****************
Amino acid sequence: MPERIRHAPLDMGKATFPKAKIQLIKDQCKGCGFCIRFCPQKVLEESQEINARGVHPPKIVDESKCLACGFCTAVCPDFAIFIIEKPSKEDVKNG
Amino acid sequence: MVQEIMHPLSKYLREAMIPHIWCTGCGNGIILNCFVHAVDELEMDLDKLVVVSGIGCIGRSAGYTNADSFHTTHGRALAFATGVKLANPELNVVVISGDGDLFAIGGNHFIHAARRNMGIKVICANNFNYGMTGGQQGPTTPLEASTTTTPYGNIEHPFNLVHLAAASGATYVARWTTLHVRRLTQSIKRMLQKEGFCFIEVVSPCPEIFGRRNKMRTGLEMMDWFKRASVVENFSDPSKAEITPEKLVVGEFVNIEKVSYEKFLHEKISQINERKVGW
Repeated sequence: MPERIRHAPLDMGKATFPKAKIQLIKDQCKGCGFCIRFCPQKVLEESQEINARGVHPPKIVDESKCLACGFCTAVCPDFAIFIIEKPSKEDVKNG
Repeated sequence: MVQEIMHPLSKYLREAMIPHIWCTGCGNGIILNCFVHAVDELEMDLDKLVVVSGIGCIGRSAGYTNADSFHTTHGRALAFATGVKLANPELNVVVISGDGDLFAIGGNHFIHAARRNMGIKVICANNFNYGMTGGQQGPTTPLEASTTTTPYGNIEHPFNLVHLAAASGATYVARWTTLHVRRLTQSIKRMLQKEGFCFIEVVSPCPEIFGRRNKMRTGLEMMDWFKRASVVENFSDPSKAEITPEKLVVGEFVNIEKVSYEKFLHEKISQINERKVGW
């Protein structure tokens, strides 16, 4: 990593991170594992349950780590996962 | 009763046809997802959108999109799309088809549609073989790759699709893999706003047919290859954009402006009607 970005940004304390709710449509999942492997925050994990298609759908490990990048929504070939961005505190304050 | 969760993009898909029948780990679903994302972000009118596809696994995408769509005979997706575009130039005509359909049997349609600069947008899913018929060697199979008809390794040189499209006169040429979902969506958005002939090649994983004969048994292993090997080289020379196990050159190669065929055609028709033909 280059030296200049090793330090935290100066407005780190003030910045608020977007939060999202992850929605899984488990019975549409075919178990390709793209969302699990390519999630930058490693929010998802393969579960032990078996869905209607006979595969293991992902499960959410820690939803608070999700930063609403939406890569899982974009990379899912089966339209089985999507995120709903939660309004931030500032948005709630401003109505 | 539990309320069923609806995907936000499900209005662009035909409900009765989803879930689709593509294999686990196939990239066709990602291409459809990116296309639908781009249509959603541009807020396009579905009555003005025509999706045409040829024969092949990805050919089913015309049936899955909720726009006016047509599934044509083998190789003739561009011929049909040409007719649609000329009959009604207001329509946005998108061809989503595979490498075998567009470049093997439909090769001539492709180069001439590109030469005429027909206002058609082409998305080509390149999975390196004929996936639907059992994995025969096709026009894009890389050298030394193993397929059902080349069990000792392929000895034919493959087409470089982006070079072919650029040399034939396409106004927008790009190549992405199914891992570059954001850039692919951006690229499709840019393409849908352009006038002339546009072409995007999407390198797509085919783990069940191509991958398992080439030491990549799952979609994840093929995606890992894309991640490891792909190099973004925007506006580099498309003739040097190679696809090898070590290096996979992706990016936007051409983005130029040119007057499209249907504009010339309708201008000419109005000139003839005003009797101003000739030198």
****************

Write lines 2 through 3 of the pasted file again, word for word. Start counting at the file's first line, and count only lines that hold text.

Amino acid sequence: MVQEIMHPLSKYLREAMIPHIWCTGCGNGIILNCFVHAVDELEMDLDKLVVVSGIGCIGRSAGYTNADSFHTTHGRALAFATGVKLANPELNVVVISGDGDLFAIGGNHFIHAARRNMGIKVICANNFNYGMTGGQQGPTTPLEASTTTTPYGNIEHPFNLVHLAAASGATYVARWTTLHVRRLTQSIKRMLQKEGFCFIEVVSPCPEIFGRRNKMRTGLEMMDWFKRASVVENFSDPSKAEITPEKLVVGEFVNIEKVSYEKFLHEKISQINERKVGW
Repeated sequence: MPERIRHAPLDMGKATFPKAKIQLIKDQCKGCGFCIRFCPQKVLEESQEINARGVHPPKIVDESKCLACGFCTAVCPDFAIFIIEKPSKEDVKNG